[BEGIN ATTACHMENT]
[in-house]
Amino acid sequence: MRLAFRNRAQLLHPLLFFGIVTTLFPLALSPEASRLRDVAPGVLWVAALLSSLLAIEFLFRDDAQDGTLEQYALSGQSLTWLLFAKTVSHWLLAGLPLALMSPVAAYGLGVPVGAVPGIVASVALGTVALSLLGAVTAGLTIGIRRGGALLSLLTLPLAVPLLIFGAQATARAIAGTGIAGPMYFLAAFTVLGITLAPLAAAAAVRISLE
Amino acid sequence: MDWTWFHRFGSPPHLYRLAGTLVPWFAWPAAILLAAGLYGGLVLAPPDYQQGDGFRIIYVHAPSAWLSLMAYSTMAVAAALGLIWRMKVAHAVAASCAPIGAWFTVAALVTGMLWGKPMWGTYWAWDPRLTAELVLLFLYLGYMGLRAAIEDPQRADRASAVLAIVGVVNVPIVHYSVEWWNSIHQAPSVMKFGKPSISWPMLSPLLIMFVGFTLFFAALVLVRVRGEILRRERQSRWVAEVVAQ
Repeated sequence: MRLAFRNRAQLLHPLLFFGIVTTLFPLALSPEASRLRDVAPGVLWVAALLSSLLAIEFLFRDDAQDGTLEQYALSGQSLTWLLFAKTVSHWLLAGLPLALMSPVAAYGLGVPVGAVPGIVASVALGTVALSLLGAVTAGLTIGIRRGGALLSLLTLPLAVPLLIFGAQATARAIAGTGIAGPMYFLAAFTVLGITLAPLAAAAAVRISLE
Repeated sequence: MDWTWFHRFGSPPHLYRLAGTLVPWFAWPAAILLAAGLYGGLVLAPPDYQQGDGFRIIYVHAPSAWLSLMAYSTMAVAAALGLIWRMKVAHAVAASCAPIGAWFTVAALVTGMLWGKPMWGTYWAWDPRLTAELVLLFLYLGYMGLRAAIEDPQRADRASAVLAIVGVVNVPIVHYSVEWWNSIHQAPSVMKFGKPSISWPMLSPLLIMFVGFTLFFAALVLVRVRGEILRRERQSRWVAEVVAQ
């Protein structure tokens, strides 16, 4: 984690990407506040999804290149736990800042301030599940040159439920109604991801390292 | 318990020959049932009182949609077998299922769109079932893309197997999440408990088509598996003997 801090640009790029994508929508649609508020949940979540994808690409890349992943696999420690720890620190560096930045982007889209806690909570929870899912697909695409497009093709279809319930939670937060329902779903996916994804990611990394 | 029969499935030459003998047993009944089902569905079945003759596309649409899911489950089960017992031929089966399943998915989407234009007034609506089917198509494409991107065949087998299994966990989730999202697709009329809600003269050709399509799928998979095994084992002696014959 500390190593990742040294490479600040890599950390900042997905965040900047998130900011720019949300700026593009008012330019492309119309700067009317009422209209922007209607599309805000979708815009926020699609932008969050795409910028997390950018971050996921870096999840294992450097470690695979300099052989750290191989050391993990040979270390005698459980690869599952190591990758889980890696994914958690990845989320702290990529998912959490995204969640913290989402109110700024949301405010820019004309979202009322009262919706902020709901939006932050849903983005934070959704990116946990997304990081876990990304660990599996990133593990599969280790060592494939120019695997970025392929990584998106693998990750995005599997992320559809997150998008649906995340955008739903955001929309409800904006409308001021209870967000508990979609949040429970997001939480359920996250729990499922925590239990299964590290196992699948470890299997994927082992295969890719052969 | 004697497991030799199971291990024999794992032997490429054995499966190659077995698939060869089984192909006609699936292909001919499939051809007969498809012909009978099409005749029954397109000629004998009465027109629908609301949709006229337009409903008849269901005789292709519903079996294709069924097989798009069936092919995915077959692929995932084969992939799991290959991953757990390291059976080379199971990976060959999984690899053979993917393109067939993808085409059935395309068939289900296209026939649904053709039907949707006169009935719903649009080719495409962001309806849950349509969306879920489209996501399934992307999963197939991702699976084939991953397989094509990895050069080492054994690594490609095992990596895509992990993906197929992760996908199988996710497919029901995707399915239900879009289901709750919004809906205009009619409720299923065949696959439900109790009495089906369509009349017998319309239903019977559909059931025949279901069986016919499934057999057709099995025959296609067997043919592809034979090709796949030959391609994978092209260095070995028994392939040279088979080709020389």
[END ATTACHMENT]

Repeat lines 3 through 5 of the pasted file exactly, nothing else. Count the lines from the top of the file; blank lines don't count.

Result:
Amino acid sequence: MDWTWFHRFGSPPHLYRLAGTLVPWFAWPAAILLAAGLYGGLVLAPPDYQQGDGFRIIYVHAPSAWLSLMAYSTMAVAAALGLIWRMKVAHAVAASCAPIGAWFTVAALVTGMLWGKPMWGTYWAWDPRLTAELVLLFLYLGYMGLRAAIEDPQRADRASAVLAIVGVVNVPIVHYSVEWWNSIHQAPSVMKFGKPSISWPMLSPLLIMFVGFTLFFAALVLVRVRGEILRRERQSRWVAEVVAQ
Repeated sequence: MRLAFRNRAQLLHPLLFFGIVTTLFPLALSPEASRLRDVAPGVLWVAALLSSLLAIEFLFRDDAQDGTLEQYALSGQSLTWLLFAKTVSHWLLAGLPLALMSPVAAYGLGVPVGAVPGIVASVALGTVALSLLGAVTAGLTIGIRRGGALLSLLTLPLAVPLLIFGAQATARAIAGTGIAGPMYFLAAFTVLGITLAPLAAAAAVRISLE
Repeated sequence: MDWTWFHRFGSPPHLYRLAGTLVPWFAWPAAILLAAGLYGGLVLAPPDYQQGDGFRIIYVHAPSAWLSLMAYSTMAVAAALGLIWRMKVAHAVAASCAPIGAWFTVAALVTGMLWGKPMWGTYWAWDPRLTAELVLLFLYLGYMGLRAAIEDPQRADRASAVLAIVGVVNVPIVHYSVEWWNSIHQAPSVMKFGKPSISWPMLSPLLIMFVGFTLFFAALVLVRVRGEILRRERQSRWVAEVVAQ